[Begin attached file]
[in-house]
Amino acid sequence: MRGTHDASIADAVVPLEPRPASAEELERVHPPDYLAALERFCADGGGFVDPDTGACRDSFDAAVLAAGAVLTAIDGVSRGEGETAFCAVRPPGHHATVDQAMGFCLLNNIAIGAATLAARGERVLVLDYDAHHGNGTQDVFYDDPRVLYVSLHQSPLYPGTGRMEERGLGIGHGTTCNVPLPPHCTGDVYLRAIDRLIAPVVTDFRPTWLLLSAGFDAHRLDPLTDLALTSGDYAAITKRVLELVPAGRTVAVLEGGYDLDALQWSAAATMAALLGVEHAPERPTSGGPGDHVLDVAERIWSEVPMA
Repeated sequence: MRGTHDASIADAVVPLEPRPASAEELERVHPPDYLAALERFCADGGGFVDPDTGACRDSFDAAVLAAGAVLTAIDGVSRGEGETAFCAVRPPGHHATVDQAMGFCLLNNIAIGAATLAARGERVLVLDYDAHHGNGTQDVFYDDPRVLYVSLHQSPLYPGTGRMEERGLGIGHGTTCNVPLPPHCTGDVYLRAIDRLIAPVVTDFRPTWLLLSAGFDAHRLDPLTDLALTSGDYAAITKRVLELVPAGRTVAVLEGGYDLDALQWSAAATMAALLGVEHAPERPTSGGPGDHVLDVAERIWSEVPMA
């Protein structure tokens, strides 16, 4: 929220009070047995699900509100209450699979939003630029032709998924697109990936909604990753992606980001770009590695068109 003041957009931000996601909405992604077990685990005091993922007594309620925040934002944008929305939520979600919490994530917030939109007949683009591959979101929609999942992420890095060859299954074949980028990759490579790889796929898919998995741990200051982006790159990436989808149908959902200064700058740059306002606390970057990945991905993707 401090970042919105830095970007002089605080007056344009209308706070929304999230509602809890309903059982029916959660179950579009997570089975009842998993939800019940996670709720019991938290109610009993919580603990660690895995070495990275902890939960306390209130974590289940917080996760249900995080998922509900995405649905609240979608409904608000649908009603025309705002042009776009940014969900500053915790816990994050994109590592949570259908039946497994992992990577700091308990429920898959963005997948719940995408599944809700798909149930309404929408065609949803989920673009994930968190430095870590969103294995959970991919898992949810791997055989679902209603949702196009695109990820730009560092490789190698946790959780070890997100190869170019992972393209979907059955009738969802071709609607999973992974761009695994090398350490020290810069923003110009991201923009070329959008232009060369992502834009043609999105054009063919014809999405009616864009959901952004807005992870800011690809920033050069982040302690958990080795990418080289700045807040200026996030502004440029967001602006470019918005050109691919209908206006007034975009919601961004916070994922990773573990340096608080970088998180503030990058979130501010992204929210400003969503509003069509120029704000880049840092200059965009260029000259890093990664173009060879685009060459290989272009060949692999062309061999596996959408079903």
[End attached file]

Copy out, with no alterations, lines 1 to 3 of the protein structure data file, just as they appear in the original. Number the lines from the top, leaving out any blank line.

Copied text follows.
[in-house]
Amino acid sequence: MRGTHDASIADAVVPLEPRPASAEELERVHPPDYLAALERFCADGGGFVDPDTGACRDSFDAAVLAAGAVLTAIDGVSRGEGETAFCAVRPPGHHATVDQAMGFCLLNNIAIGAATLAARGERVLVLDYDAHHGNGTQDVFYDDPRVLYVSLHQSPLYPGTGRMEERGLGIGHGTTCNVPLPPHCTGDVYLRAIDRLIAPVVTDFRPTWLLLSAGFDAHRLDPLTDLALTSGDYAAITKRVLELVPAGRTVAVLEGGYDLDALQWSAAATMAALLGVEHAPERPTSGGPGDHVLDVAERIWSEVPMA
Repeated sequence: MRGTHDASIADAVVPLEPRPASAEELERVHPPDYLAALERFCADGGGFVDPDTGACRDSFDAAVLAAGAVLTAIDGVSRGEGETAFCAVRPPGHHATVDQAMGFCLLNNIAIGAATLAARGERVLVLDYDAHHGNGTQDVFYDDPRVLYVSLHQSPLYPGTGRMEERGLGIGHGTTCNVPLPPHCTGDVYLRAIDRLIAPVVTDFRPTWLLLSAGFDAHRLDPLTDLALTSGDYAAITKRVLELVPAGRTVAVLEGGYDLDALQWSAAATMAALLGVEHAPERPTSGGPGDHVLDVAERIWSEVPMA